More than a dozen local, state and federal law enforcement agencies investigated alleged online sexual predators and took 17 people into custody in Wisconsin between March 12 and 14 for allegedly committing crimes against children. The Department of Justice dubbed the effort to locate persons involved in sex crimes "Operation Black Veil." While 16 individuals were from Wisconsin, one man reportedly drove to the state from Illinois to pursue a girl he believed was 15.
The men ranged in age from to 19 to 66, and they were arrested for a variety of charges, including trafficking of a child, child enticement, using a computer to facilitate a child sex crime, exposing a child to harmful materials and solicitation of a prostitute. Some were also arrested for drug crimes and other non-sexual offenses. The police continue to investigate other individuals who may be involved and warned predators that they could also be arrested.
The sting involved more than 100 undercover officers who disguised themselves on the Internet as teenage girls in order to catch the would-be predators. The Attorney General reported that it was the largest sting operation of its kind in Wisconsin. The state has budgeted money specifically to continue these types of sting operations against potential sex offenders.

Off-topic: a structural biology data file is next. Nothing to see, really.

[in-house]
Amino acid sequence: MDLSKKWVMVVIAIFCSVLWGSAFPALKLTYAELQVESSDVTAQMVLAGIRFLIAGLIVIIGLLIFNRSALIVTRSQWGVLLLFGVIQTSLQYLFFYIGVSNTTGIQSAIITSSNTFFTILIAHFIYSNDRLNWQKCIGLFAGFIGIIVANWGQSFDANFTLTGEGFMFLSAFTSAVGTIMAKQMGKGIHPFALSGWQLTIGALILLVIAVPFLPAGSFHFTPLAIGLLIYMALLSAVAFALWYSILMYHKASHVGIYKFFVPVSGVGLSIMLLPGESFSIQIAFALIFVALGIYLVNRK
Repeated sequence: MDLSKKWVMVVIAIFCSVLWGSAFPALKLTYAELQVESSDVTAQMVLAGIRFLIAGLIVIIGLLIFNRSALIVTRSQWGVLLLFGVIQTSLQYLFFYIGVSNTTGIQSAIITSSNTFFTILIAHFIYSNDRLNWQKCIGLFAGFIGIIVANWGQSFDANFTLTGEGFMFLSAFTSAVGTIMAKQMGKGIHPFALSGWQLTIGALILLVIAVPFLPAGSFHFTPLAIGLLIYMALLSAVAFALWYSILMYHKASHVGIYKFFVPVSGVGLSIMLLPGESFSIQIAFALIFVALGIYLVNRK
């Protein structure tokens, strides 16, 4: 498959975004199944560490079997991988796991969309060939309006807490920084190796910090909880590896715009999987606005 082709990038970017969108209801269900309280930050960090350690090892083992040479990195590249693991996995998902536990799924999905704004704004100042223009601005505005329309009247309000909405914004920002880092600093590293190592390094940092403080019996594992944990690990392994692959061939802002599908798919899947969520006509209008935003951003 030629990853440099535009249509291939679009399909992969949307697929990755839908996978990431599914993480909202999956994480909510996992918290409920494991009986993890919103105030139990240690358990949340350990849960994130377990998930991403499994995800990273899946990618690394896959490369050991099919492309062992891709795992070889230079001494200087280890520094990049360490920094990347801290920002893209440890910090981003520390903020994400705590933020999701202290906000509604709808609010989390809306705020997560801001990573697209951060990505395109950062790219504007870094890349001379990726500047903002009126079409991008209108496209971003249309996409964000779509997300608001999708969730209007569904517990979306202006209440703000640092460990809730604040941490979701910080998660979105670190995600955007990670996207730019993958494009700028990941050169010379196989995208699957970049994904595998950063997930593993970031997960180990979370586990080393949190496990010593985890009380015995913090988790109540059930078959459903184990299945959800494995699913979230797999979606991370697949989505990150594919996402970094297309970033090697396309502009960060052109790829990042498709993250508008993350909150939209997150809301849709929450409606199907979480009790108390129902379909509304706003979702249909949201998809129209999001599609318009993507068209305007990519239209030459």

When someone is accused of a sex crime, he or she faces serious penalties, including possible lifetime registration as a sex offender. A criminal defense lawyer aims to protect a client's rights and ensure that law enforcement does not overstep their boundaries through the use of entrapment as is often possible in sting operations. The attorney may be able to have evidence gleaned from such an operation excluded from a trial on the basis that it was improperly obtained.
Source: 620 WTMJ, "17 arrested for Internet crimes against children," Todd Hicks, March 18, 2013
Source: NBC 15, "UPDATE: 17 Arrested for Internet Crimes Against Children; 6 Suspects Arrested in Madison," March 18, 2013